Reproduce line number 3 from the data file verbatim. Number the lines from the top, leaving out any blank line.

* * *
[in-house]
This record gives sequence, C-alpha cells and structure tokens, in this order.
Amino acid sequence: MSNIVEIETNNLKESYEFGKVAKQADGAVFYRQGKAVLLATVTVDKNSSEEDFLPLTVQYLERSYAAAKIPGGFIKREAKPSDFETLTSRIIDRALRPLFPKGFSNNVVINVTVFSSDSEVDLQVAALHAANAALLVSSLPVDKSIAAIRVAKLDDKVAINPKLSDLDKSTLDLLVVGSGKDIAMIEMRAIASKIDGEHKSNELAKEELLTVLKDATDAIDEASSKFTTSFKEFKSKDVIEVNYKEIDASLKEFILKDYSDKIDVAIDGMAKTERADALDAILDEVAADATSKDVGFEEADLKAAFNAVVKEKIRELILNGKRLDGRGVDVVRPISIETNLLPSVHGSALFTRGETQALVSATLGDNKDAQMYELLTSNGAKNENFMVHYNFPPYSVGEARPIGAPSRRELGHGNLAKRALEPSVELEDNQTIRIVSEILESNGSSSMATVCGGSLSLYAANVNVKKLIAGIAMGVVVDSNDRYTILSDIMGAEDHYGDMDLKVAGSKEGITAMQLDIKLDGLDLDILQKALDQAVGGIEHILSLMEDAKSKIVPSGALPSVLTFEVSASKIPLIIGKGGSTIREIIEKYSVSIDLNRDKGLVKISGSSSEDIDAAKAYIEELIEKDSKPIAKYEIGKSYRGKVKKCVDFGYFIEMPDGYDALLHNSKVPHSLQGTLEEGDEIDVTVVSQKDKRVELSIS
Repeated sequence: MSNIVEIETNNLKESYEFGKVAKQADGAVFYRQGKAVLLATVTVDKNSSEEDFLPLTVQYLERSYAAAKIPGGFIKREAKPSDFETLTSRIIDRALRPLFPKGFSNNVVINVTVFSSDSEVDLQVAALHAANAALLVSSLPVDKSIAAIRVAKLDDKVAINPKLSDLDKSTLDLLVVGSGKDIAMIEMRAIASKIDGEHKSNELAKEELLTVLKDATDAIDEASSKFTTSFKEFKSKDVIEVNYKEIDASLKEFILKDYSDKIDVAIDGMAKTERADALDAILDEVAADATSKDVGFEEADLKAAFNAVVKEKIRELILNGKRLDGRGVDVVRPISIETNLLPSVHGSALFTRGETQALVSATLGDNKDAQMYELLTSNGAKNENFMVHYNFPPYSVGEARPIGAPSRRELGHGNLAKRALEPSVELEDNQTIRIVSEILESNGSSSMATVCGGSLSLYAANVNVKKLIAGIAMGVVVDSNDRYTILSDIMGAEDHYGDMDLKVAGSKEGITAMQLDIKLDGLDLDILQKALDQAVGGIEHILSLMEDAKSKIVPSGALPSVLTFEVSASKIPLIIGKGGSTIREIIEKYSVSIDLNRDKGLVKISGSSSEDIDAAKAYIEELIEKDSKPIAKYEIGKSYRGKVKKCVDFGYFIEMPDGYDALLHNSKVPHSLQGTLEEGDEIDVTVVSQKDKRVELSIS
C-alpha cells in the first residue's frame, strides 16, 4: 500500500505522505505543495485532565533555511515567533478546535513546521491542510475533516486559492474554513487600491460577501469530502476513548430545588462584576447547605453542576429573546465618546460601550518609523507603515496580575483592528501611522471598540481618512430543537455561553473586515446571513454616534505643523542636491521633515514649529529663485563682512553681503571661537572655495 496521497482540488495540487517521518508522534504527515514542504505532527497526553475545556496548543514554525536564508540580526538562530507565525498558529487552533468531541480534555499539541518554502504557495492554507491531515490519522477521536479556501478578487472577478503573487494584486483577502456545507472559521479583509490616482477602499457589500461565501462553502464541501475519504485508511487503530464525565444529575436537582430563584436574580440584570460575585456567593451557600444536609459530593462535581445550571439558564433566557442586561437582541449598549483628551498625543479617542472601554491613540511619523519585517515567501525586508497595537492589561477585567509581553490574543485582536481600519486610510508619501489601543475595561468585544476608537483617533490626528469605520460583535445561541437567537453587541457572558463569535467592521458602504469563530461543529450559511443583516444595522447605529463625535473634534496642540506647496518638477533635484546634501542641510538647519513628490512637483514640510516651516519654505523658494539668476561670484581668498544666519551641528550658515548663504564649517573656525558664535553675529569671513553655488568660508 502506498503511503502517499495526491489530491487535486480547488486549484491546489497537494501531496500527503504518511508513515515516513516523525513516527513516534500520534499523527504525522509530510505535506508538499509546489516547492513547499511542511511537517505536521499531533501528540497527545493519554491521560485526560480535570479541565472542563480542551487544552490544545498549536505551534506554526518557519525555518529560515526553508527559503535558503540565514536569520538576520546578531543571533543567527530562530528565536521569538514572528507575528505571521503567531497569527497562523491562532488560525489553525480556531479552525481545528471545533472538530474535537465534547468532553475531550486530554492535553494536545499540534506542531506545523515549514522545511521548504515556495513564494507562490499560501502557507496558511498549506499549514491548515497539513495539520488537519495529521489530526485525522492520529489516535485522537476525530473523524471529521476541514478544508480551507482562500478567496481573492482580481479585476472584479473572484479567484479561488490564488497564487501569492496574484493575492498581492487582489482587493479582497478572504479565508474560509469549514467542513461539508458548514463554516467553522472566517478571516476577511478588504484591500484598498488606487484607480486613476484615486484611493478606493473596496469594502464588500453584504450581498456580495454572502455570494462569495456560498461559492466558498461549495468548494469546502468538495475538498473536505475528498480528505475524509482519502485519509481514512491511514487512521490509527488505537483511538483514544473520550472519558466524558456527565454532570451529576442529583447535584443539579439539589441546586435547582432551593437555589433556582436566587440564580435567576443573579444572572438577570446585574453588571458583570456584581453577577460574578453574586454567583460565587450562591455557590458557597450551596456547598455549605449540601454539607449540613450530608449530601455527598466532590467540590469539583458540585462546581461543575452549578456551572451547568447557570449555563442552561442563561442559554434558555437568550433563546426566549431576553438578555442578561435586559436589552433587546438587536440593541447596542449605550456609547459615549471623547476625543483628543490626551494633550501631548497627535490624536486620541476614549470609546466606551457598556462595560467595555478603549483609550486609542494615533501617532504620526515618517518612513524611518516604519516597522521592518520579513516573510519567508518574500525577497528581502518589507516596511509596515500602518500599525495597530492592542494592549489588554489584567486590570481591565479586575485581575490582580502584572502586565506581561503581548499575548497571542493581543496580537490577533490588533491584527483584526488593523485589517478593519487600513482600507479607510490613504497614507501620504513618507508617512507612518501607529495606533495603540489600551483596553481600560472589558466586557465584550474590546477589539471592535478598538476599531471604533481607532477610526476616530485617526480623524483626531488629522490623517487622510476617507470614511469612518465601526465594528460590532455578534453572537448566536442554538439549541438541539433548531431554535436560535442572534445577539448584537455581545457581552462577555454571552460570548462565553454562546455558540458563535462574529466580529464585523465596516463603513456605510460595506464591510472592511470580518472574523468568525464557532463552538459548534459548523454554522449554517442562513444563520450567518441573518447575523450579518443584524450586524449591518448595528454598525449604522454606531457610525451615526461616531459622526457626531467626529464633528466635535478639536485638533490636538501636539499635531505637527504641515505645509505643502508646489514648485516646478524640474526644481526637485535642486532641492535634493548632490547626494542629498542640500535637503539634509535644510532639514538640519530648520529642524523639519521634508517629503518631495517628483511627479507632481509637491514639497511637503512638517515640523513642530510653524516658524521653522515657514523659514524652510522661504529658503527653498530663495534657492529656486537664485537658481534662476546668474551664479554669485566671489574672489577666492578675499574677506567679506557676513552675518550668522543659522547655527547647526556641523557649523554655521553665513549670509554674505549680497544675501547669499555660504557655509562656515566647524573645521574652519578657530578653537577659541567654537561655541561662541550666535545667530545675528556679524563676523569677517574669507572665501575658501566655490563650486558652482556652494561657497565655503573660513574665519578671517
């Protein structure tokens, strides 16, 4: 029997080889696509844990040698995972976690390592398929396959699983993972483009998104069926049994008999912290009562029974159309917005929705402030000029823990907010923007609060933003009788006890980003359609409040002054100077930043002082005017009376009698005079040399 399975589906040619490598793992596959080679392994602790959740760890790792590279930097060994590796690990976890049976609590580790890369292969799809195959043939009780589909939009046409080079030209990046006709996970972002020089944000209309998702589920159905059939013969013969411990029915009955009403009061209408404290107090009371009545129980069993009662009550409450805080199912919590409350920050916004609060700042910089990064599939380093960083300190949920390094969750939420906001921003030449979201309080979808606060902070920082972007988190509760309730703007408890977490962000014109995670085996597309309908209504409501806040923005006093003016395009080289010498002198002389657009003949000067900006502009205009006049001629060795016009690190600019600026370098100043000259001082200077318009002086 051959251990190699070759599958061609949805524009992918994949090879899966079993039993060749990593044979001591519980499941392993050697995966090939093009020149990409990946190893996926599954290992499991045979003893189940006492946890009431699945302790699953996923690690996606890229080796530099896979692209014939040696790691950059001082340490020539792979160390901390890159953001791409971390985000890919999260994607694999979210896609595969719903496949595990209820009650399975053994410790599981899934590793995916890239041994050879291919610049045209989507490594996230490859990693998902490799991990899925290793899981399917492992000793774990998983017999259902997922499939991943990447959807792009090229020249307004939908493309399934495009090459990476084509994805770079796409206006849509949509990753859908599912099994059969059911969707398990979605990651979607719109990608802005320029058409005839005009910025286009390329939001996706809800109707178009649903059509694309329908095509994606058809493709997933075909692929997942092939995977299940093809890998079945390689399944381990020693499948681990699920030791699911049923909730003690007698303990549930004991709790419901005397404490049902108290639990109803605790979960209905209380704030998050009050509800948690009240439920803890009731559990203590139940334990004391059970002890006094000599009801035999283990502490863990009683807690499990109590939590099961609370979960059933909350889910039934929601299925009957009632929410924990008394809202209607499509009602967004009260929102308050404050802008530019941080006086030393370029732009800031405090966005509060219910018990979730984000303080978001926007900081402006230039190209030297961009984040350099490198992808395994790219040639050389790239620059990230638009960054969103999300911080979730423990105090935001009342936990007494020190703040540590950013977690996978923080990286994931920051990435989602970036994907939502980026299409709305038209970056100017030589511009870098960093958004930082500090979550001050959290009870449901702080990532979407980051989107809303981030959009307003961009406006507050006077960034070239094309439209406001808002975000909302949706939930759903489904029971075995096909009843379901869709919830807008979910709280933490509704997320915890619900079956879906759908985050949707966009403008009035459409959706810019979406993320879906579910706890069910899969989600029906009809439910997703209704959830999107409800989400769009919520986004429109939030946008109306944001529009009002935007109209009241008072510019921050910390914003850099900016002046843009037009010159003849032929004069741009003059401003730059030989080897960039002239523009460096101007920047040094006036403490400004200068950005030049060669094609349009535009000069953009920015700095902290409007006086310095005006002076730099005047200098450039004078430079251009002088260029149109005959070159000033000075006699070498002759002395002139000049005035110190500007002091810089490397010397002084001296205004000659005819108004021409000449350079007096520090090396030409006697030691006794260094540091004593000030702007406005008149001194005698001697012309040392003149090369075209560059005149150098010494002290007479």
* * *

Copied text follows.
Amino acid sequence: MSNIVEIETNNLKESYEFGKVAKQADGAVFYRQGKAVLLATVTVDKNSSEEDFLPLTVQYLERSYAAAKIPGGFIKREAKPSDFETLTSRIIDRALRPLFPKGFSNNVVINVTVFSSDSEVDLQVAALHAANAALLVSSLPVDKSIAAIRVAKLDDKVAINPKLSDLDKSTLDLLVVGSGKDIAMIEMRAIASKIDGEHKSNELAKEELLTVLKDATDAIDEASSKFTTSFKEFKSKDVIEVNYKEIDASLKEFILKDYSDKIDVAIDGMAKTERADALDAILDEVAADATSKDVGFEEADLKAAFNAVVKEKIRELILNGKRLDGRGVDVVRPISIETNLLPSVHGSALFTRGETQALVSATLGDNKDAQMYELLTSNGAKNENFMVHYNFPPYSVGEARPIGAPSRRELGHGNLAKRALEPSVELEDNQTIRIVSEILESNGSSSMATVCGGSLSLYAANVNVKKLIAGIAMGVVVDSNDRYTILSDIMGAEDHYGDMDLKVAGSKEGITAMQLDIKLDGLDLDILQKALDQAVGGIEHILSLMEDAKSKIVPSGALPSVLTFEVSASKIPLIIGKGGSTIREIIEKYSVSIDLNRDKGLVKISGSSSEDIDAAKAYIEELIEKDSKPIAKYEIGKSYRGKVKKCVDFGYFIEMPDGYDALLHNSKVPHSLQGTLEEGDEIDVTVVSQKDKRVELSIS